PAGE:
The business press continues to try and make sense out of Adam Neumann’s rise to fame and fortune, and precipitous fall from grace.
By: Sirita Milhelm
“His story should make for one heck of a movie,” offered Crain’s New York Business in a recent profile article about the WeWork founder. “In fact, the film practically writes itself, starting with the modest origins of a young Israeli entrepreneur trying to make it in the big city and failing with a few startups before hitting it mind-bogglingly big with an office-subleasing company, WeWork. His firm quickly grows into the world’s biggest startup, with a $47 billion valuation, thanks to a never-ending stream of cash from a true-believing venture- capital investor in Tokyo.”
Then, the fall. “But when profits became an issue—as in, WeWork didn’t have any—the spell was broken and Neumann went from tech darling to the poster child of everything wrong with unicorns,” Crain’s continued. “In the aftermath, startups everywhere have learned they need to pave a plausible path to profitability before going public and that VC funders’ love and money might seem bottomless—but they do have limits. As for that Hollywood ending, Neumann walked away from the catastrophe he helped create with an exit package worth $1.7 billion and a whole bunch of pricey real estate in his personal portfolio. As we said, the movie script writes itself. No surprise the guy who brought The Big Short to the big screen is on the job.”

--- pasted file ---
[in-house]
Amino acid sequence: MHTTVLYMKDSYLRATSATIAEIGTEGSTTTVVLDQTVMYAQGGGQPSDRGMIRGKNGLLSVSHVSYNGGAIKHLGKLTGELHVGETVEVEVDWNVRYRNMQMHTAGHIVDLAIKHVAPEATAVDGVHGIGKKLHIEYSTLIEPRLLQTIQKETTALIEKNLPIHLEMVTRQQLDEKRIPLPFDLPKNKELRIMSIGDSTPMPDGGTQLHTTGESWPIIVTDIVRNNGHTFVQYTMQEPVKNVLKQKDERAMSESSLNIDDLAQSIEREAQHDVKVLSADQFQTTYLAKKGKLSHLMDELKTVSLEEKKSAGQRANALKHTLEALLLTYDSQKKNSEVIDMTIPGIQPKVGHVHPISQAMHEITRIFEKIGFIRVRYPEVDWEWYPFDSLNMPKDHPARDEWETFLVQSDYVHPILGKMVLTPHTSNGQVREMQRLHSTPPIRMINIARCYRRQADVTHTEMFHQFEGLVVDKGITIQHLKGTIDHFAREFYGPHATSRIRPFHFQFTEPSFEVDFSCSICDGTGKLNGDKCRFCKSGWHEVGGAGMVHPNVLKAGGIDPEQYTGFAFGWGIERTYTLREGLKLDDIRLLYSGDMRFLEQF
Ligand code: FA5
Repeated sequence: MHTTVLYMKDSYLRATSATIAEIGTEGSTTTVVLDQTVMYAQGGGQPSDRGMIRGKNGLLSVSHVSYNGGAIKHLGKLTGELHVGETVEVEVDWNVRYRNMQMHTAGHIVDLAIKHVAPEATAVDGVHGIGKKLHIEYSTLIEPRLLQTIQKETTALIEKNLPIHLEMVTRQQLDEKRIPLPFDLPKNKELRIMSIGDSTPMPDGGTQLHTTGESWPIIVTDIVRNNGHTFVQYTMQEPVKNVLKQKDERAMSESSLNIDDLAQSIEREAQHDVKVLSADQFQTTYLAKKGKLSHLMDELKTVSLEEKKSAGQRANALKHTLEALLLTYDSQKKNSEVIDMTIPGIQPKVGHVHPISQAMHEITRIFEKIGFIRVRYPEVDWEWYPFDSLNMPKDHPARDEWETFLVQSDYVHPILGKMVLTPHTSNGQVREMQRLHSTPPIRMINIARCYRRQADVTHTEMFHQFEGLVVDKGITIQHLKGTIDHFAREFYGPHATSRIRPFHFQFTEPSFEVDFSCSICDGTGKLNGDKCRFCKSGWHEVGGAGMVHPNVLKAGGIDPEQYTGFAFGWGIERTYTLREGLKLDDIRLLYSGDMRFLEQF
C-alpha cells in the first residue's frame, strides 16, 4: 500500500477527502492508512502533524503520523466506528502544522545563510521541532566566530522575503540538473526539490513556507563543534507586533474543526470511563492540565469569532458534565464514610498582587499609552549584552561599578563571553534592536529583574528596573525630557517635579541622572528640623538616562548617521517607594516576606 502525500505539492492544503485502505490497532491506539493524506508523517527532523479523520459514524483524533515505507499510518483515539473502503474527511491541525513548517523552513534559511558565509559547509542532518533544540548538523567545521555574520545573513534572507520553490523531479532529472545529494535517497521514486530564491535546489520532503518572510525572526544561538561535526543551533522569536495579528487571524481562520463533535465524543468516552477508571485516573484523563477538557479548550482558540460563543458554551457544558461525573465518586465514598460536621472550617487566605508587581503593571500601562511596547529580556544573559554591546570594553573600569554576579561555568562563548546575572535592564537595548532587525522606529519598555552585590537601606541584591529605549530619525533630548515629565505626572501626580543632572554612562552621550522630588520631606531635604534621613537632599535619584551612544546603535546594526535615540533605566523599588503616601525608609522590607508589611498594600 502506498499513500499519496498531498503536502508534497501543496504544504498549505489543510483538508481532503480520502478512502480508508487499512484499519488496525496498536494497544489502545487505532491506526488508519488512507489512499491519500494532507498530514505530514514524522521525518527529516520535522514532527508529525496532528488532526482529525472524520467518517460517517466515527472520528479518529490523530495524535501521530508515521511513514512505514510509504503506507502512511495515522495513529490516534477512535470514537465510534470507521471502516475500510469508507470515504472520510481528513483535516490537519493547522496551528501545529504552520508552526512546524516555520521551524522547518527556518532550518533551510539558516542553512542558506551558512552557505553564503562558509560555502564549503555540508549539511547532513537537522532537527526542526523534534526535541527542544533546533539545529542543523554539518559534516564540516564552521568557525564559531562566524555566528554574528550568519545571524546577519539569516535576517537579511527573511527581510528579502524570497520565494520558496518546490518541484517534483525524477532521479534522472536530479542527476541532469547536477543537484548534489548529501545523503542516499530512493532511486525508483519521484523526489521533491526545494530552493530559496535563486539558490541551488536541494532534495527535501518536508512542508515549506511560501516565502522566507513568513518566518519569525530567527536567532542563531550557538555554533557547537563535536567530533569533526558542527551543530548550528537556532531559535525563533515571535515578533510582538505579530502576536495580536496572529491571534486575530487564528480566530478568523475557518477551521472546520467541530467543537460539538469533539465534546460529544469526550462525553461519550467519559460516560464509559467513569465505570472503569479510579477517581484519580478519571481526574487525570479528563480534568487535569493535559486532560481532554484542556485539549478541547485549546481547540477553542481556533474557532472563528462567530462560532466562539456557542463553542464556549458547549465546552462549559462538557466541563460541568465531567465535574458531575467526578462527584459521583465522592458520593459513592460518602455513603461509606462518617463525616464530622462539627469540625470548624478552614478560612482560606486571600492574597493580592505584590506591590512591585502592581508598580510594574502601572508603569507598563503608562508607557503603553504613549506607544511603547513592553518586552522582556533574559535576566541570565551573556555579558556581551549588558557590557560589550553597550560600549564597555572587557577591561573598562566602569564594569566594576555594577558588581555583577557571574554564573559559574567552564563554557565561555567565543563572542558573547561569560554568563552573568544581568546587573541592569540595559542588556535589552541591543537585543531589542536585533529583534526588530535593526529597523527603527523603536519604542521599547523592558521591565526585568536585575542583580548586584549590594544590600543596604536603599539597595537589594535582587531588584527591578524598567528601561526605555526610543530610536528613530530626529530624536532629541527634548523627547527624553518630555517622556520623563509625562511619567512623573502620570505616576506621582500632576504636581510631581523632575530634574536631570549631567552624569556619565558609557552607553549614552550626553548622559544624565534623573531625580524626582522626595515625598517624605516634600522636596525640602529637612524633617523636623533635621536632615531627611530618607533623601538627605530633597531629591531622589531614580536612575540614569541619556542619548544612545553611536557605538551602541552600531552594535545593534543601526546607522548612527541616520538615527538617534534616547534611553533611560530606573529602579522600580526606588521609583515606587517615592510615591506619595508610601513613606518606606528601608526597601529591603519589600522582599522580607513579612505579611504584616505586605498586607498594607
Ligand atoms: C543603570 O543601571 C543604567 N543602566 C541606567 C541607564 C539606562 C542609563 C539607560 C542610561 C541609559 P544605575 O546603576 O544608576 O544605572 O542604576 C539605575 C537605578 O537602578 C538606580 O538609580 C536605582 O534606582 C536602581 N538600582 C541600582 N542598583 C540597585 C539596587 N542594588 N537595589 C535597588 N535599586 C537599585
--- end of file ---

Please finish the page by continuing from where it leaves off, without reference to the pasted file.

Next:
Marcelo Claure, recently named as WeWork’s executive chairman, recently talked to the New York Times about some of his experiences with Neumann. “I said: ‘Adam, we trusted you. We gave you everything. And it’s fair to say things didn’t work out the way we originally planned. Now it’s your turn to turn around and basically pay back that trust and provide us with a proxy of all of your shares.”
While Neumann has stepped down from the firm he founded nine years ago, he is still said to be a board observer and a paid consultant. Said Claure, “I value his opinion a lot in terms of where he wanted to take the business. He has 10 years of experience, and it’d be foolish not to take full advantage of — not the mistakes he has made — of the great things he created.”
WeWork designs and builds physical and virtual shared spaces and office services for entrepreneurs and companies. At one time, it boasted more than 5,000 employees in over 280 locations, spread across 86 cities in 32 countries. In January of this year, it announced it would be rebranding to The We Company, and its valuation was stated as $47 billion. The Wall Street Journal noted that upon the release of its public prospectus in August 2019, the company was besieged with criticism over its governance.”